But you say you had an entire week of 'crap' weather during these periods. I remember those months being quite sunny with above average temperatures. Late May this year saw 27C (80F) in London, and late May 2019 saw 29C (84F) across the southeast, and late May 2018 saw 28C (82F) as well. Certainly warmer and sunnier than you guys would typically experience during late spring in Christchurch, NZ. I know as I was following your weather quite closely last spring/summer as we were debating stuff, back and forth, back then as well. Personally, I think you're just trying to make out that the weather is cold and wet all the time here, when it really isn't, especially in May. Or at least the recent May's...

19 minutes ago, sipalms said:

Had a raincoat (obviously a must have when visiting the UK)

Oh please, come on. We are really not as wet here as you are trying to accentuate. Generally speaking, you do not need a raincoat for the south of England from May - October. The summer months are warm and dry (even when it is 20C and cloudy) and any rain that does fall is very, very light, which is why our annual rainfall totals are so low. I genuinely have not worn a coat in about 2 years now. Just jumpers/sweaters in winter pretty much. It doesn't rain enough, or heavy enough, to need a coat in general.

It does get cold enough in winter to need a coat though. Although 80% of my annual rainfall comes between November - February these days. So you'd probably have a coat on in general during that winter period, when most of the rain comes as well. But a raincoat in summer for London and the southeast, do me a favour. Obviously if you are visiting the north, or the west, it is a different story though. But you say you've primarily been in the south/southeast. In which case that doesn't make sense frankly. This June was wet compared to recent years, but I still didn't need a raincoat as the rainfall was still so light. I take it you wear a raincoat in Christchurch during November/December too then, right?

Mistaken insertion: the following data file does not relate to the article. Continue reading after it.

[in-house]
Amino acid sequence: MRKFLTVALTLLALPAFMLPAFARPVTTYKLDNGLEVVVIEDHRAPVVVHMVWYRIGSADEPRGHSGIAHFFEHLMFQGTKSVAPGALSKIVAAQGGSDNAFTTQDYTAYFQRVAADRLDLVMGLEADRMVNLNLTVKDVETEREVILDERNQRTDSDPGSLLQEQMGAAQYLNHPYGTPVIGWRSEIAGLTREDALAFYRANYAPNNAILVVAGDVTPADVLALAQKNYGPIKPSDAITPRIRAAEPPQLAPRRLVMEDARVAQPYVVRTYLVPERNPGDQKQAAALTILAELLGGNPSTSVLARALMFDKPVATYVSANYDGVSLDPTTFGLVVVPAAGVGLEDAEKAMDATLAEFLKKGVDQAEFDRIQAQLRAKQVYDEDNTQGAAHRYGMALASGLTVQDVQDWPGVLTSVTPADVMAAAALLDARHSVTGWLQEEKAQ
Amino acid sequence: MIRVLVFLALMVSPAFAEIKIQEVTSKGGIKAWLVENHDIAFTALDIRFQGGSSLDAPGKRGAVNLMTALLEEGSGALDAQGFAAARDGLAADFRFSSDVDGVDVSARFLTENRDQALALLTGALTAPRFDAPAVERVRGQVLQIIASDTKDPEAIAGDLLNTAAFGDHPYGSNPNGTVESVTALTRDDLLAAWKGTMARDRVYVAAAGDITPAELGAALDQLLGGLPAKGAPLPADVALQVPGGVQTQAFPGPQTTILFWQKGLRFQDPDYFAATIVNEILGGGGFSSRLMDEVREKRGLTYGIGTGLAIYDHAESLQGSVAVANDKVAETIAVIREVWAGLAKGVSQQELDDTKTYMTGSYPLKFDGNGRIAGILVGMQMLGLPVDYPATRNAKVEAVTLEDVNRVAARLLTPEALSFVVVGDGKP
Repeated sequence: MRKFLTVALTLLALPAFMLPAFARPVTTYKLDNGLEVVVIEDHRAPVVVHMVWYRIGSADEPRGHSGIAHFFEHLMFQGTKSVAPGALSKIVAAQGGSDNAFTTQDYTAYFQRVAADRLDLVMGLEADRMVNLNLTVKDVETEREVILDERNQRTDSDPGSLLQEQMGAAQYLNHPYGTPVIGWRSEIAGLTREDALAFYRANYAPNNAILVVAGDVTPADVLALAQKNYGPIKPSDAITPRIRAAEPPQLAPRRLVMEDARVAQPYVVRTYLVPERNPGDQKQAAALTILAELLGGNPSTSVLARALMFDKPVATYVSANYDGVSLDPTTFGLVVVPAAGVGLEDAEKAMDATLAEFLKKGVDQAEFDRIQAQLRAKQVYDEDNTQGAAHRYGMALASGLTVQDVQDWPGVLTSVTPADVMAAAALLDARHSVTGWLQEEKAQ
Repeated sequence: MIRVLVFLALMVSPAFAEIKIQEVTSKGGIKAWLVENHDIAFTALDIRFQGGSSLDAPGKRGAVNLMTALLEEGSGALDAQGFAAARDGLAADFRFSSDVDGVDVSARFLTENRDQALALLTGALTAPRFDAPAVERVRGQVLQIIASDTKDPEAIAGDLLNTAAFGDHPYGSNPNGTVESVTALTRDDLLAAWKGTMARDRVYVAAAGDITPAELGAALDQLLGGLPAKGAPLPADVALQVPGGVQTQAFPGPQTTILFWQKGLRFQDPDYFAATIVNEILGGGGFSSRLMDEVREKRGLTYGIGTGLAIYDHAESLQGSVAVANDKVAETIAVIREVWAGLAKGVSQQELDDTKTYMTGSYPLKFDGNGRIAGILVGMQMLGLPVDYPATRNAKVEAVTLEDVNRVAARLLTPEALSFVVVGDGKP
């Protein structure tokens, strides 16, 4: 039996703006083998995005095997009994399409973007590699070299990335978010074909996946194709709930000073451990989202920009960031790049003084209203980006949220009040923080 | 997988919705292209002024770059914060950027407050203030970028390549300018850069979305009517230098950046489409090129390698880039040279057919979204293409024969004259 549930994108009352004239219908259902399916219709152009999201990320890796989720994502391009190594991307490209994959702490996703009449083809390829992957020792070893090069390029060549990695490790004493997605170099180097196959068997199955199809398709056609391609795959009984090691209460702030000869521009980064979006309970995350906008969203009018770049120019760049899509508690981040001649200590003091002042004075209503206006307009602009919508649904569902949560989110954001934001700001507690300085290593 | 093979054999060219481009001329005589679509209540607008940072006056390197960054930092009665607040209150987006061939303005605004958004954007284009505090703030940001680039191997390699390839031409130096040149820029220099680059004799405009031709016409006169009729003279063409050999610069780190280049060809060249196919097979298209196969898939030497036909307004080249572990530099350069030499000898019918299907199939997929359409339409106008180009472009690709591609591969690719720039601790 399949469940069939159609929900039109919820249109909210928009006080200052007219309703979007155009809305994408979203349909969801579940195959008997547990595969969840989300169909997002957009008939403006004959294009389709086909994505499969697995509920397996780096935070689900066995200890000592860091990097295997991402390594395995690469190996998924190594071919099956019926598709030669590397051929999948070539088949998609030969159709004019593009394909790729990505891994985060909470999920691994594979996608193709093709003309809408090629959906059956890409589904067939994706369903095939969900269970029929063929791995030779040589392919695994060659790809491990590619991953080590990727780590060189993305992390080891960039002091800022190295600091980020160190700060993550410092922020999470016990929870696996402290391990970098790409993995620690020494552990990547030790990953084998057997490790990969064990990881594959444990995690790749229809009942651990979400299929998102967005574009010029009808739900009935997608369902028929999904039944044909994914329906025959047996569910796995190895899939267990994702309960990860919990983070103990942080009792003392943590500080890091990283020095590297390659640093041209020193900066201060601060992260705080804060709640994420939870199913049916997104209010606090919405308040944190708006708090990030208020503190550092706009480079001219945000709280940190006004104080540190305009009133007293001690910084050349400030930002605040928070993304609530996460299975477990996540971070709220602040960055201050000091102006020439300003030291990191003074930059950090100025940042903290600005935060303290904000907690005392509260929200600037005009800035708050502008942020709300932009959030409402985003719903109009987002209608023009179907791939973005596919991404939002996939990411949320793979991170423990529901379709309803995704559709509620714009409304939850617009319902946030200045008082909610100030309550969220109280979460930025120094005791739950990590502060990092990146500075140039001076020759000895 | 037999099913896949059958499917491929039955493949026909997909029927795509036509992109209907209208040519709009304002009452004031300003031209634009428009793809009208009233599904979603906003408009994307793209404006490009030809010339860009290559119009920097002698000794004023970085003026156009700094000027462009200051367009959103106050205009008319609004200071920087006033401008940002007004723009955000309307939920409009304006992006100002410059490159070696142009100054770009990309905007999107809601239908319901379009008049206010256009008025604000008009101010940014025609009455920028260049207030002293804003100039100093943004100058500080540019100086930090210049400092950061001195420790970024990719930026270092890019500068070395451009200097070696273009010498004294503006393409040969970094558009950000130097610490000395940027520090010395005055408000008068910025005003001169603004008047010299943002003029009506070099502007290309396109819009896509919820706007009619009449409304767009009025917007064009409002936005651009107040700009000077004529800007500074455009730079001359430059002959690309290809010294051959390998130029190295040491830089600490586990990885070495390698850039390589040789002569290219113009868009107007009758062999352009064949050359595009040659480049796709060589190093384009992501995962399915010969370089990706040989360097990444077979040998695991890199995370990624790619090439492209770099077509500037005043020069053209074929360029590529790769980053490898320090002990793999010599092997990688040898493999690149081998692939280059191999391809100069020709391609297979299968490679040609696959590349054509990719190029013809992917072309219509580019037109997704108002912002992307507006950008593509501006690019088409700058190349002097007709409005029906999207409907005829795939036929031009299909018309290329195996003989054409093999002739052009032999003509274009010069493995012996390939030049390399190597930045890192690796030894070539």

2 hours ago, sipalms said:

However one interesting thing is that cloud cover could easily increase over the UK as a result of supposed climate change, it's a documented theory among scientists, that with warmer air and sea at higher latitudes then humidity and cloud cover would naturally increase as well, and this could even moderate the effects of warming on higher latitudes, perhaps bringing milder, cloudier, more humid weather year round.